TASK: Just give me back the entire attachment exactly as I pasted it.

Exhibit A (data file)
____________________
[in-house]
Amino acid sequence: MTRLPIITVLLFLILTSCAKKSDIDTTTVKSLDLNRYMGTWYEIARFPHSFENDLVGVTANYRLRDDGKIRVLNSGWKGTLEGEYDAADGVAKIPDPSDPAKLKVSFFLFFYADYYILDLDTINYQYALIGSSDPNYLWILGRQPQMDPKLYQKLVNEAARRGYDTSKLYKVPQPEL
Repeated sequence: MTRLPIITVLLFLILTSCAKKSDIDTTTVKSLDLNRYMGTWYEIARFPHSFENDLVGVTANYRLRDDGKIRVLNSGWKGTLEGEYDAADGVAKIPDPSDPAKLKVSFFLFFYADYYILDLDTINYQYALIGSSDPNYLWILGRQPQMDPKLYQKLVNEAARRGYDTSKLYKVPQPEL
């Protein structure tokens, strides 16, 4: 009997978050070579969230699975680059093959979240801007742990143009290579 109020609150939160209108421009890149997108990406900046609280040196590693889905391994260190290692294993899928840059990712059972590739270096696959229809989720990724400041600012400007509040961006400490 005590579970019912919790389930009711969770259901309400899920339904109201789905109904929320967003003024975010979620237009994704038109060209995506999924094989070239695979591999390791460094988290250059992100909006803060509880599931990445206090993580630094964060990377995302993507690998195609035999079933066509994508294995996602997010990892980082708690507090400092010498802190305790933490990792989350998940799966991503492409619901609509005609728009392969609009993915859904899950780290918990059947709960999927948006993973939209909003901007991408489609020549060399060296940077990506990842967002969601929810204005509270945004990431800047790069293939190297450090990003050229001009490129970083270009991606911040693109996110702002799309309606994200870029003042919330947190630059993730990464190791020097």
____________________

[in-house]
Amino acid sequence: MTRLPIITVLLFLILTSCAKKSDIDTTTVKSLDLNRYMGTWYEIARFPHSFENDLVGVTANYRLRDDGKIRVLNSGWKGTLEGEYDAADGVAKIPDPSDPAKLKVSFFLFFYADYYILDLDTINYQYALIGSSDPNYLWILGRQPQMDPKLYQKLVNEAARRGYDTSKLYKVPQPEL
Repeated sequence: MTRLPIITVLLFLILTSCAKKSDIDTTTVKSLDLNRYMGTWYEIARFPHSFENDLVGVTANYRLRDDGKIRVLNSGWKGTLEGEYDAADGVAKIPDPSDPAKLKVSFFLFFYADYYILDLDTINYQYALIGSSDPNYLWILGRQPQMDPKLYQKLVNEAARRGYDTSKLYKVPQPEL
């Protein structure tokens, strides 16, 4: 009997978050070579969230699975680059093959979240801007742990143009290579 109020609150939160209108421009890149997108990406900046609280040196590693889905391994260190290692294993899928840059990712059972590739270096696959229809989720990724400041600012400007509040961006400490 005590579970019912919790389930009711969770259901309400899920339904109201789905109904929320967003003024975010979620237009994704038109060209995506999924094989070239695979591999390791460094988290250059992100909006803060509880599931990445206090993580630094964060990377995302993507690998195609035999079933066509994508294995996602997010990892980082708690507090400092010498802190305790933490990792989350998940799966991503492409619901609509005609728009392969609009993915859904899950780290918990059947709960999927948006993973939209909003901007991408489609020549060399060296940077990506990842967002969601929810204005509270945004990431800047790069293939190297450090990003050229001009490129970083270009991606911040693109996110702002799309309606994200870029003042919330947190630059993730990464190791020097």